The amended complaint alleged that in 1960 appellant's right leg was amputated above the knee as a result of an injury sustained in a car accident. He was fitted for a prosthesis in 1961. In March 1986, he was arrested. At the time of his arrest, he was not wearing a prosthesis. He was incarcerated at the Queens House of Detention from the date of his arrest until his sentencing on February 6, 1987. In May 1986, while still incarcerated at the Queens House of Detention, he was examined at Kings County Hospital. A doctor at that hospital wrote appellant a prescription for a new prosthesis. After his sentencing, Kopec became an inmate of the New York State Prison System at the Downstate Correctional Facility (Downstate). The amended complaint fails to state whether Kopec attempted to fill his prescription while incarcerated at the Queens House of Detention or at Downstate.

In June 1987, appellant was transferred to Mid-Orange Correctional Facility (Mid-Orange) in Warwick, New York. He filed a grievance in July 1987, stating that he still had not received the prescribed prosthesis. In August 1987, Dr. Francesco Karcnik, a New York State Department of Correctional Services (DOCS) physician at Mid-Orange, wrote to the Superintendent at Mid-Orange, Joseph Snow, stating that he believed appellant destroyed previous prostheses. He also informed Snow that he made an appointment for appellant to see a physiatrist, Dr. Scheinfeld.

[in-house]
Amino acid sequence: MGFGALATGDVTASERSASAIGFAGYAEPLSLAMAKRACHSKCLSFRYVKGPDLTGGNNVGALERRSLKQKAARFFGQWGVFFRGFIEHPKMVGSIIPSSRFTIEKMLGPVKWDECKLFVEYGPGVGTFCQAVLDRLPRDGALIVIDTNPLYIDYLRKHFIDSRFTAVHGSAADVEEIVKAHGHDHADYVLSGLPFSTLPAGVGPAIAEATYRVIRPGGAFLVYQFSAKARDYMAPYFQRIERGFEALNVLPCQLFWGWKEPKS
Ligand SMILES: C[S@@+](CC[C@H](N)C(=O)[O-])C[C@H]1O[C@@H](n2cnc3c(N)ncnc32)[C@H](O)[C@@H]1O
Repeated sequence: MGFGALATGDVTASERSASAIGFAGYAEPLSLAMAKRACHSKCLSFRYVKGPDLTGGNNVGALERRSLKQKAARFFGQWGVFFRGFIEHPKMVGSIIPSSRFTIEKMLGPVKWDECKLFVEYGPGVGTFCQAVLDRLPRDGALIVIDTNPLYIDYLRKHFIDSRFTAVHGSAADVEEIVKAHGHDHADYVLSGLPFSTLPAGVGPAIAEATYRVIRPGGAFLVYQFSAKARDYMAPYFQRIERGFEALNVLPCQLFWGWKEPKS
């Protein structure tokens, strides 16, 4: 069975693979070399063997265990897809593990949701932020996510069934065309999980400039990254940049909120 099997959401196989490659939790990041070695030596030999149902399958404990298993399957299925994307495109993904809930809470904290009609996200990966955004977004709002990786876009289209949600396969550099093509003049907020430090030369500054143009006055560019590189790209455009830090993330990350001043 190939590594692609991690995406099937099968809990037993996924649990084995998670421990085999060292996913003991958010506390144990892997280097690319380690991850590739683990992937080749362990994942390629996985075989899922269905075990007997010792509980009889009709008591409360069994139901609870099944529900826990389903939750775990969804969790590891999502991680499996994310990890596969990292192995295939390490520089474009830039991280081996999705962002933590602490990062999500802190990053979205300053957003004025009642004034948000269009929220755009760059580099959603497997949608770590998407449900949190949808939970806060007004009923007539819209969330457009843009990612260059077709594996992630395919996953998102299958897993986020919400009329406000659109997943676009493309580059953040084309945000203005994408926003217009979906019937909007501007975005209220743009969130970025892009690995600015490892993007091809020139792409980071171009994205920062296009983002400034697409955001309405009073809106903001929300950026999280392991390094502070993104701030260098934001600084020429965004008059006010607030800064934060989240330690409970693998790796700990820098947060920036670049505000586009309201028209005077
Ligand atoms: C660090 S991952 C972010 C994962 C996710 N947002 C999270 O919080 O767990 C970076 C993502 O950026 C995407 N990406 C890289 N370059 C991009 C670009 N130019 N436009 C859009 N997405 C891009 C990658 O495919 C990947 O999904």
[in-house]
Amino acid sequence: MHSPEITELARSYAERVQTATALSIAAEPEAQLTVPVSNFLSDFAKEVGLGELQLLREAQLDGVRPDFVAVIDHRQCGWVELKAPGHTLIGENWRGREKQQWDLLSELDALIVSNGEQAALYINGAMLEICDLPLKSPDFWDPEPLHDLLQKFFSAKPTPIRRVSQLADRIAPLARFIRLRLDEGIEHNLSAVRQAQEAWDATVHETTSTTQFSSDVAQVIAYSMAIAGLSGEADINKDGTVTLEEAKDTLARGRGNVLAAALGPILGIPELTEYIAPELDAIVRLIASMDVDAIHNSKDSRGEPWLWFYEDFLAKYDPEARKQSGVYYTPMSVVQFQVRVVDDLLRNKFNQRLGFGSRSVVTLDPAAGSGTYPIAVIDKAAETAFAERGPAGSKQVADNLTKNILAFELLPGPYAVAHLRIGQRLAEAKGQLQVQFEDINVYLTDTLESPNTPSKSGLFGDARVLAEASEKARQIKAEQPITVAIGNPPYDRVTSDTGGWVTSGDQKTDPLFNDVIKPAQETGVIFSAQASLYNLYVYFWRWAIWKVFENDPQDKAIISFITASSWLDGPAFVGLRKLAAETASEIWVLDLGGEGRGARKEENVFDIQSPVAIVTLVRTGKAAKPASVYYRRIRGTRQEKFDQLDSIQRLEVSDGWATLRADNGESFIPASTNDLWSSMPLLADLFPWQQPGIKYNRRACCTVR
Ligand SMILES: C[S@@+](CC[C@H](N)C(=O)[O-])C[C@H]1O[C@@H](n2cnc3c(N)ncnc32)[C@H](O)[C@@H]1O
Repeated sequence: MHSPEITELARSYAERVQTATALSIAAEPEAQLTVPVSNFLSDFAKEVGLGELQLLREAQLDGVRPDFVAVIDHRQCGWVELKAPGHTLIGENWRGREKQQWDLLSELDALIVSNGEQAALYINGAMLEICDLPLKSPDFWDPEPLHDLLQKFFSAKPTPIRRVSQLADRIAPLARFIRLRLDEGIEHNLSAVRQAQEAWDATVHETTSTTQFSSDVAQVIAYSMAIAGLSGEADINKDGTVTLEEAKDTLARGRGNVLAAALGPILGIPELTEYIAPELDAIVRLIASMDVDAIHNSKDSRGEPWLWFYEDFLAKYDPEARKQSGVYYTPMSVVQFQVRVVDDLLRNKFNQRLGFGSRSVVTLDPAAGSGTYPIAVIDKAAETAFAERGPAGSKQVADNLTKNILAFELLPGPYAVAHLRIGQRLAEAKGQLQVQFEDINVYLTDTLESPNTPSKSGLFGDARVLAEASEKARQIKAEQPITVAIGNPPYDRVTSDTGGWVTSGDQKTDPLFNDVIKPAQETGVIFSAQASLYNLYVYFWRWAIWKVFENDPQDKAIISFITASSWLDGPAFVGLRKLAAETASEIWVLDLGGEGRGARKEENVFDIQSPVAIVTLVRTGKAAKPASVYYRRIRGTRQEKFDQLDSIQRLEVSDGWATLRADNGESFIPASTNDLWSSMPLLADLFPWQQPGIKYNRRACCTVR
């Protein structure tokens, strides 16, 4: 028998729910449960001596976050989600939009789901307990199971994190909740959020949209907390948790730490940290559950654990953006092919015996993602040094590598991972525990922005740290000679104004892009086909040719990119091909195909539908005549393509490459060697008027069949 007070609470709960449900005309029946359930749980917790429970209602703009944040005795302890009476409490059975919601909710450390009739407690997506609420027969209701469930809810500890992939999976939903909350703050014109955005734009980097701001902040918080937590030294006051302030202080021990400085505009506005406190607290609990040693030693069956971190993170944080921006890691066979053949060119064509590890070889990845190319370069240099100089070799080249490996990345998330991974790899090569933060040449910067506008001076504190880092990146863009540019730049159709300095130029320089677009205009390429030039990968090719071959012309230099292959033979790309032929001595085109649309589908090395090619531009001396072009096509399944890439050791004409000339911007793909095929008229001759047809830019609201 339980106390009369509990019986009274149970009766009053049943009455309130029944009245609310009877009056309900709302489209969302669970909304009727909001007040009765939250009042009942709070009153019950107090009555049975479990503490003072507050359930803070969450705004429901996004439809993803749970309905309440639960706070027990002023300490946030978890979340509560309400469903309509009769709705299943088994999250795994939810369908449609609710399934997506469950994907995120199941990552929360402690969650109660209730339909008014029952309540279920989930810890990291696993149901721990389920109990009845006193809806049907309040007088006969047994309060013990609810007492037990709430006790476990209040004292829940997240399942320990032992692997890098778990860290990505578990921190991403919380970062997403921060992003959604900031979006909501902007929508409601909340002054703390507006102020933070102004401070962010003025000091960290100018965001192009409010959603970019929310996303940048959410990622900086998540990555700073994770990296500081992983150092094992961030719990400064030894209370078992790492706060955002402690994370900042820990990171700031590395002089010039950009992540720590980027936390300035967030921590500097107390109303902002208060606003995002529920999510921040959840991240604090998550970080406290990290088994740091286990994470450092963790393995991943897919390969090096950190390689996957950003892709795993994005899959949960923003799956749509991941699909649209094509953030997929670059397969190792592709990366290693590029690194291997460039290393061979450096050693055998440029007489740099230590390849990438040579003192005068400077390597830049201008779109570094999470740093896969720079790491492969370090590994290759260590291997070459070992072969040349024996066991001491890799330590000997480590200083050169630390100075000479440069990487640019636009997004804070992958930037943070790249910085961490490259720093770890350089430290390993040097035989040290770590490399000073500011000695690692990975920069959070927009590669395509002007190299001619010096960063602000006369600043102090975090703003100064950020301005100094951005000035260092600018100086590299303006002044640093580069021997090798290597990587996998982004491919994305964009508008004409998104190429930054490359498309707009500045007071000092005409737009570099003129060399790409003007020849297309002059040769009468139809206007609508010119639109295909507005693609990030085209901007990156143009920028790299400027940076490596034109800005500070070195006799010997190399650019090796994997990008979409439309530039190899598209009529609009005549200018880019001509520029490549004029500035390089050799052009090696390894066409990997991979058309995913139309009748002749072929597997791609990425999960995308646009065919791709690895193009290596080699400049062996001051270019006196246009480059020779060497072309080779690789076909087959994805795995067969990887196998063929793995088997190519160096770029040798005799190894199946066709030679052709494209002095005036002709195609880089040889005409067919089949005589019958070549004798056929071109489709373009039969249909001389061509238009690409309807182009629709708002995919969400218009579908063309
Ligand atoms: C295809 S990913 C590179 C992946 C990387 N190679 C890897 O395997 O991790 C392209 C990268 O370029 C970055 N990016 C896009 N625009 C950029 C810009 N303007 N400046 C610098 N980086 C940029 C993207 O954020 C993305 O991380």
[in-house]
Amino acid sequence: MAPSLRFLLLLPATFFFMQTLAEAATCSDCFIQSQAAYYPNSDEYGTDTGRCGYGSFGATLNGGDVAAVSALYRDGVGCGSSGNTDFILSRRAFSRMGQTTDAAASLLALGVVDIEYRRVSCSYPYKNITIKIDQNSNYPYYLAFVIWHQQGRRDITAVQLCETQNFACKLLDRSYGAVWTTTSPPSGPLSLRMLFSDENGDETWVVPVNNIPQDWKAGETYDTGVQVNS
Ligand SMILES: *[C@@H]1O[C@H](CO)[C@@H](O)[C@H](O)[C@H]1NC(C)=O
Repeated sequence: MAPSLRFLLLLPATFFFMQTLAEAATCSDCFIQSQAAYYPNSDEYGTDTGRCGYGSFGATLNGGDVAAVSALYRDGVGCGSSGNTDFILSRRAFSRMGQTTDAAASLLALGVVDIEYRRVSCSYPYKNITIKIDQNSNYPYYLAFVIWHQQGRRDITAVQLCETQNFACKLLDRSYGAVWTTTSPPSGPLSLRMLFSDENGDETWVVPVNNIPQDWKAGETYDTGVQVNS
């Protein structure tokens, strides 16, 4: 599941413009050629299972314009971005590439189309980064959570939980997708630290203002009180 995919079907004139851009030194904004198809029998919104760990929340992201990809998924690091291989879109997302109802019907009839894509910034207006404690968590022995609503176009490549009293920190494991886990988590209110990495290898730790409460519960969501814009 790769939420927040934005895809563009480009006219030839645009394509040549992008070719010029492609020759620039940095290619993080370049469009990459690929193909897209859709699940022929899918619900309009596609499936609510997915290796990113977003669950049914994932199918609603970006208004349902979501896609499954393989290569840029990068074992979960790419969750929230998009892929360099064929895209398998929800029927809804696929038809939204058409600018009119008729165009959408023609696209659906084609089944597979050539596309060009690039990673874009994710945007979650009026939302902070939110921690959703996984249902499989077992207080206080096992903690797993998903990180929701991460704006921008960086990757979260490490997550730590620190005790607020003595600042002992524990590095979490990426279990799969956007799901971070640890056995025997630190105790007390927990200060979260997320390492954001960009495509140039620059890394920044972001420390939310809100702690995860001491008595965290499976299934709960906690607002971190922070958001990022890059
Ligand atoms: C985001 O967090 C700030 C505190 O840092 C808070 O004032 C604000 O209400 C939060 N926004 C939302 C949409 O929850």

Dr. Scheinfeld subsequently examined Kopec. On September 2, 1987, after Dr. Scheinfeld's examination of Kopec, the Central Office Review Committee at Mid-Orange issued a formal written decision which denied appellant's request for a prosthesis. It found that appellant was fully functional with crutches and that there was no evidence that a prosthesis would be more beneficial than crutches. Kopec appealed that decision to the Medical Review Board of the State Commission of Corrections (Board). In January 1988, the Board held that Kopec's prescription for the prosthesis should be filled. The Board also requested a review of appellant's medical history to determine why a durable prosthesis could not be built for him. In response to the Board's inquiry, Dr. Karcnik sent appellant a memorandum asking why his previous prostheses had worn out as quickly as they did. He requested that Kopec locate any parts from previous prostheses.

In June 1988, Kopec was transferred to Clinton Correctional Facility (Clinton). In October 1988, Robert Spence, the Health Service Administrator at Clinton, arranged to have Kopec's crutches repaired. He also arranged to have Kopec examined at the next orthotic clinic held at Clinton. On March 3, 1989, Kopec received a prosthesis from the Department of Corrections. Kopec complained that the prosthesis did not comply with the specifications set forth in the May 1986 prescription.